This blog is called On My Mind. Today's post is not the usual story starter or writing tip. This was written while trying to grasp what happened that day. It has meaning beyond meaning to me.
The rain began
slowly at first, falling gently in the morning.I carried you both on our journey home. I held you close, as close as
possible, and kept you dry.I let you
know how much I loved you and promised that I would keep you safe.As the day progressed, the rain got heavier
and everything changed.The wind blew
stronger and stronger until it became difficult to carry you but I would not
let you down.She thought she was ready to
go or maybe it was something else compelling her to go but it wasn’t my idea.I could see our blurry house in the distance but
the storm was too heavy to get there.I
ran into the nearest building.We
huddled to stay warm.The wind whistled
as the storm shook the walls and the door opened, just a little at first, but
continued to swing wider as the rain and wind steadily increased.Holding on to you as tightly as I could, I
tried to force the door closed but the wind picked up. It forced the door open
and slammed me against the wall.The air
swelled into a hurricane and its pull ripped us apart.I lost control of keeping you safe.I was forced to let go.The winds carried her, my baby girl, through
the doorway.I grabbed for her but she
was swept too quickly out of reach.We
had to let her go but you weren’t ready.You wrapped yourself around me.I
begged Mother Nature to let you stay.You held on but the grip of the wind was too tight.It wrapped us like a tornado, twisting,
turning, and separating us. It refused to let you go.The torrential downpour whipped across my
face as it tore you from me.I wasn’t
ready.You were too small to survive alone,
but you found her, your sister, and stayed together.You both struggled to live without me.When the weather calmed, I found you battered
and bruised.I sat beside you both and
held your hands.I looked into your eyes
and spoke softly. Your sister left us first but you continued to hang on.Then you left us.It was too soon.You left me too soon.Our dreams were shattered.That day is here again and I can’t shake the
memory of the storm, of losing you both, my babies. I remember the few moments
that we had when I was able to look into your eyes and hold your tiny hands.A lion in the storm.Soo strong.In my arms for just a moment but
in my heart forever.
If you have ever lost a lion in the storm. I am very sorry for your loss.
Keep in mind
that there are many, many authors who write without outlining first. They have
an idea or a main character and just start writing. There is no wrong way to
write a story. I taught writing to fourth graders and always had them use a
Story Planner before writing so that I could see their plot before they spent a
lot of time writing out the story. I like thinking about where the story needs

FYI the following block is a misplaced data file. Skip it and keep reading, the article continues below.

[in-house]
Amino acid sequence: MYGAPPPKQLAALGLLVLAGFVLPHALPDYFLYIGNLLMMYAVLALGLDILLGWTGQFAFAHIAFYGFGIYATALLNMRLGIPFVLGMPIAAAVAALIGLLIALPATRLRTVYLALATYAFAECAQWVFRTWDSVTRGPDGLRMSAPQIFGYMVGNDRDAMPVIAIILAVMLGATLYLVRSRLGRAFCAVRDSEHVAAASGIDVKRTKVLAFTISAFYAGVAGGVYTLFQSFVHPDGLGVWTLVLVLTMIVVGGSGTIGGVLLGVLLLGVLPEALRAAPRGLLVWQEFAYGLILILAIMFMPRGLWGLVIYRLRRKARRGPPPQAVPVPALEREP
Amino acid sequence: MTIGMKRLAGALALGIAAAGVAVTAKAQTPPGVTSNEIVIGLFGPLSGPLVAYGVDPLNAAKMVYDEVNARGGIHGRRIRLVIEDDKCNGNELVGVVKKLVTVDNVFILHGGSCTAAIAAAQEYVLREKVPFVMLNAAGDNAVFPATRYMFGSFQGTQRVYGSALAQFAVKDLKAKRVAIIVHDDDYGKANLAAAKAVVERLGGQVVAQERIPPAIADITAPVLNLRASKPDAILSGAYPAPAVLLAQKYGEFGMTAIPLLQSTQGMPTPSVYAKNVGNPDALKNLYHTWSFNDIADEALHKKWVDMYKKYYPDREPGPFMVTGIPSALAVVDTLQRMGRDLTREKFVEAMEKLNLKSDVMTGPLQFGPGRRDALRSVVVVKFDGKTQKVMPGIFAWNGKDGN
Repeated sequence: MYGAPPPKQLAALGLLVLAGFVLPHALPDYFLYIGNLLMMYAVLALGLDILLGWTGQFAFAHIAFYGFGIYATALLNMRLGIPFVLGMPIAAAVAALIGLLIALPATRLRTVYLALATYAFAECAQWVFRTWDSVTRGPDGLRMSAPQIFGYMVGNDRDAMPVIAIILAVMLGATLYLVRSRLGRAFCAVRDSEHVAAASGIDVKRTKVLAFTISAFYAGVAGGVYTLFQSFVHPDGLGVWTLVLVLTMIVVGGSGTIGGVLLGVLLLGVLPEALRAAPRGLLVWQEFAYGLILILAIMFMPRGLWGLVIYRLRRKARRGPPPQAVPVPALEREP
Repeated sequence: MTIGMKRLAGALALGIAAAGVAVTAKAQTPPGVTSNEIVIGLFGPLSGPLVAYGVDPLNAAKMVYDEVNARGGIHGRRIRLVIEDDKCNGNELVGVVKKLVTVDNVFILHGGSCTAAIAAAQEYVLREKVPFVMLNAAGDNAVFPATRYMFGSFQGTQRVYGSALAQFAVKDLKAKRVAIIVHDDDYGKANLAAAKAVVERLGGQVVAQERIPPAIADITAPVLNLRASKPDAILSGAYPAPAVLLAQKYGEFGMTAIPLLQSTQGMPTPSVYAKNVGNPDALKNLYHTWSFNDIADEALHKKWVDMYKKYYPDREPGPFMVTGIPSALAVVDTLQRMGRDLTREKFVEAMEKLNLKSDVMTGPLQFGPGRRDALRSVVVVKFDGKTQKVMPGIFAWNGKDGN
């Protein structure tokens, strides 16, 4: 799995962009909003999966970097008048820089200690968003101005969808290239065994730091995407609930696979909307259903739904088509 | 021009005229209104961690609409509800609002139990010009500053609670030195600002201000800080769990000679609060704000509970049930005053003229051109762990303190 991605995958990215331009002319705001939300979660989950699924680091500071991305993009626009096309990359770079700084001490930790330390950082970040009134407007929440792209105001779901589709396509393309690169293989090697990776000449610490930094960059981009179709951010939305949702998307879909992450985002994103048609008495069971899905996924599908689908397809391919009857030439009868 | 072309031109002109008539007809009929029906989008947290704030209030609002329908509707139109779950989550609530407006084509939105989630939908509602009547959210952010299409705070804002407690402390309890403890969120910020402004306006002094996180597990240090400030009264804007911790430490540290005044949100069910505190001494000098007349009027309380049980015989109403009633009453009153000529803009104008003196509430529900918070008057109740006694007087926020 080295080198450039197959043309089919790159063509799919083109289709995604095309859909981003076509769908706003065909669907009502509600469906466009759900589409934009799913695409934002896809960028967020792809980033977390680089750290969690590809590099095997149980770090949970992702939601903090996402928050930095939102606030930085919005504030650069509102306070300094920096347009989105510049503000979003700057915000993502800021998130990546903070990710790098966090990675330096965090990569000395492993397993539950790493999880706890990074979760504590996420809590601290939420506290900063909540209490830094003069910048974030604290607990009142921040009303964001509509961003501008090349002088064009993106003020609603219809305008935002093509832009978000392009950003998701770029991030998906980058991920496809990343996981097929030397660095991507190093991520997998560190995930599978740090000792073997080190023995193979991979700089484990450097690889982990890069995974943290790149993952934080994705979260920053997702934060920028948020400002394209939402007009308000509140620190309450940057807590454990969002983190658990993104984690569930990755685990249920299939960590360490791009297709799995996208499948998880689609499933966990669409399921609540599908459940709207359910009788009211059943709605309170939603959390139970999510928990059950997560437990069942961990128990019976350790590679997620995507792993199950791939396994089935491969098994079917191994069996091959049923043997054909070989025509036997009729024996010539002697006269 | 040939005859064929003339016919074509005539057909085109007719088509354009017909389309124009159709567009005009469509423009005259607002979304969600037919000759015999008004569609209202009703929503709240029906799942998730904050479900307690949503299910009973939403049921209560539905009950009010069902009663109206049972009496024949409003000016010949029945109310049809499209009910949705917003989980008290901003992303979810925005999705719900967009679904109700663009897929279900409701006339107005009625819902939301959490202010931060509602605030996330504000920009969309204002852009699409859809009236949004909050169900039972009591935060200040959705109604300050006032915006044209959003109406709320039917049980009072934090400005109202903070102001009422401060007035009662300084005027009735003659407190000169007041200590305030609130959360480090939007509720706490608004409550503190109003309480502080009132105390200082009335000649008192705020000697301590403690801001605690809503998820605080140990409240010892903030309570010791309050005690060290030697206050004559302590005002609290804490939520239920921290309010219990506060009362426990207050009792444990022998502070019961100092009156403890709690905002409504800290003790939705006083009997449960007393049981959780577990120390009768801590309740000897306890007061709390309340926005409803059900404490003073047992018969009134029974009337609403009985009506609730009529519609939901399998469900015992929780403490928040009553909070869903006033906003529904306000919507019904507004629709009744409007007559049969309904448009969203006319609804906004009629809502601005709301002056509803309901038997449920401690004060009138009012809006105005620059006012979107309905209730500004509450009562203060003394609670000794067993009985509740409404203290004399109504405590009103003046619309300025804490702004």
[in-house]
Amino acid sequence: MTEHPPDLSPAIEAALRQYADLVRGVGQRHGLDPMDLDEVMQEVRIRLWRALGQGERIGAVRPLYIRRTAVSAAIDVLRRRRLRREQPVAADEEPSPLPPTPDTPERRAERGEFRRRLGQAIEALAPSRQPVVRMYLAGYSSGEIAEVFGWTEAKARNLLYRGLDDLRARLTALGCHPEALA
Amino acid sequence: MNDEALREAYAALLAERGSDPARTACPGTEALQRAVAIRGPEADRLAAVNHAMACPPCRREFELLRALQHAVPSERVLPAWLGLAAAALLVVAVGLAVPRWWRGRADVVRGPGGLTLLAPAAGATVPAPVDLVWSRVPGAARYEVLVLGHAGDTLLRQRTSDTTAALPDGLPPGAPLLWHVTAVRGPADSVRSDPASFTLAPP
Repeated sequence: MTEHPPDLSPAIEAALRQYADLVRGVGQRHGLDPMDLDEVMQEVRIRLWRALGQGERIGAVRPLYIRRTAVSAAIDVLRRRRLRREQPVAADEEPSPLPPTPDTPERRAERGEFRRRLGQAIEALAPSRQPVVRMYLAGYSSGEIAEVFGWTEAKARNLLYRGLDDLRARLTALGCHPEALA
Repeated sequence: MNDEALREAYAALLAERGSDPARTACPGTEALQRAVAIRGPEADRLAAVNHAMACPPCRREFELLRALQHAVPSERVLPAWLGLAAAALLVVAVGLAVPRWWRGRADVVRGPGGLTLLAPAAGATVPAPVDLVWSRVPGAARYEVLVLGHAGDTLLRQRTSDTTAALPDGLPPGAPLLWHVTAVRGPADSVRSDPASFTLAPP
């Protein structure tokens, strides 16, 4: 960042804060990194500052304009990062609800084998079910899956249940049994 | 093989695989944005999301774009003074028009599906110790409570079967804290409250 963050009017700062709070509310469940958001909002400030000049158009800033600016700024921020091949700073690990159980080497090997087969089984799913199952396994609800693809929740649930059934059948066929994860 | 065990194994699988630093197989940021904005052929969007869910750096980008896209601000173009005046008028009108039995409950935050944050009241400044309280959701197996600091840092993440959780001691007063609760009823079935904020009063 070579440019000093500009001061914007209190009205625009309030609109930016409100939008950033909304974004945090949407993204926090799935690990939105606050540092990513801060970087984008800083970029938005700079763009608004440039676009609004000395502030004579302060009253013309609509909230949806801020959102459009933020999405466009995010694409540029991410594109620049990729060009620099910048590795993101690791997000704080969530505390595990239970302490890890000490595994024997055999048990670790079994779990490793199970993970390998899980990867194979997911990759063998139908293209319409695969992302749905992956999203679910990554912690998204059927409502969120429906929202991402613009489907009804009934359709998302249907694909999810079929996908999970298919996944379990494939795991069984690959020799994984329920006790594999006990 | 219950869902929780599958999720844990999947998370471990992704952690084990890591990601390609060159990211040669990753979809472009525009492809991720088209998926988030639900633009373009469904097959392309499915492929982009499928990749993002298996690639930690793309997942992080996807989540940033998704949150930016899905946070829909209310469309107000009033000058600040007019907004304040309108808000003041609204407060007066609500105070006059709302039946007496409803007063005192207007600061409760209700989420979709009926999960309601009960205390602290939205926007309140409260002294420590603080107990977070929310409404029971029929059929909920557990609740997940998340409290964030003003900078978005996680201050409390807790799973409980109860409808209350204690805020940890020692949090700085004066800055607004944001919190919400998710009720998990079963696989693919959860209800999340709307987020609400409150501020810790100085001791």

to get to (the exciting part) so that I could help my students write a story
that gets there. I do a very brief plan for picture books and slightly more
detailed outline for chapter books. This is how I do it:
Students in first grade learn about
Story Mapping. This is an exercise in breaking down a book into pieces to help
with comprehension of the story.Students
learn that a story needs to have a beginning, middle, and an ending. Here are
some examples of Story Mapping Worksheets from a first grade class:
Since kids have to think about what
they read in this way, I use a similar approach to write picture book
manuscripts. I often think of a character first since I love character driven
stories so I jot down a few notes on the following things:
Important Events – Think in 3s. The
mc’s first attempt to solve his/her problem doesn’t work and leads to the
second attempt which doesn’t work and leads to a third attempt which either
solves the problem or creates a new problem. The thing about working in 3s is
that they have to make sense together and preferably are connected rather than
3 random ideas that simply don’t work. There are, of course, exceptions to
every rule (and this isn’t a rule, just something I have noticed in the
hundreds of books I have read).
I also like
to explain the plot this way: Main Character __________
wants to__________but can’t because __________ so __________.
Books and Early Mid Grade Novels
information I gathered in my chapter book and mid grade novel research (posted
in a previous blog), I begin writing this way:
What makes this MC different?
Outline of Chapters:
I plan for
10 chapters but it can be as few as 3 and as many as 50 for a chapter book. I
have read that the “sweet spot” for word count is 6,000-10,000 words for
beginning, you need to show the reader (show don’t tell as often as possible) who
is MC is, how old, what the setting is and what the problem or goal is?
is shown, let the reader know who or what is getting in the way of the MC
solving his/her problem or reaching that goal.
the attempts to solve the problem. Usually, the first and second attempts don’t
work because something gets in the way. The first attempt leads to the second
attempt which leads to either a new problem or the third attempt.
What is the
new problem? Will solving it get the solution to the first problem or create a
way that the MC can solve the first problem? If not, then take it out. There is
no room for bird walking in picture books or chapter books.
your MC makes a third attempt to solve the problem or reach the goal.
problem/conflict/reaching the goal now means what? What was the point? What was
the point of getting there? Show the reader.
By now, you
should be at chapter 10 or near the end of your story .Wrap it up – Now that the problem is solved,
what new problem is created?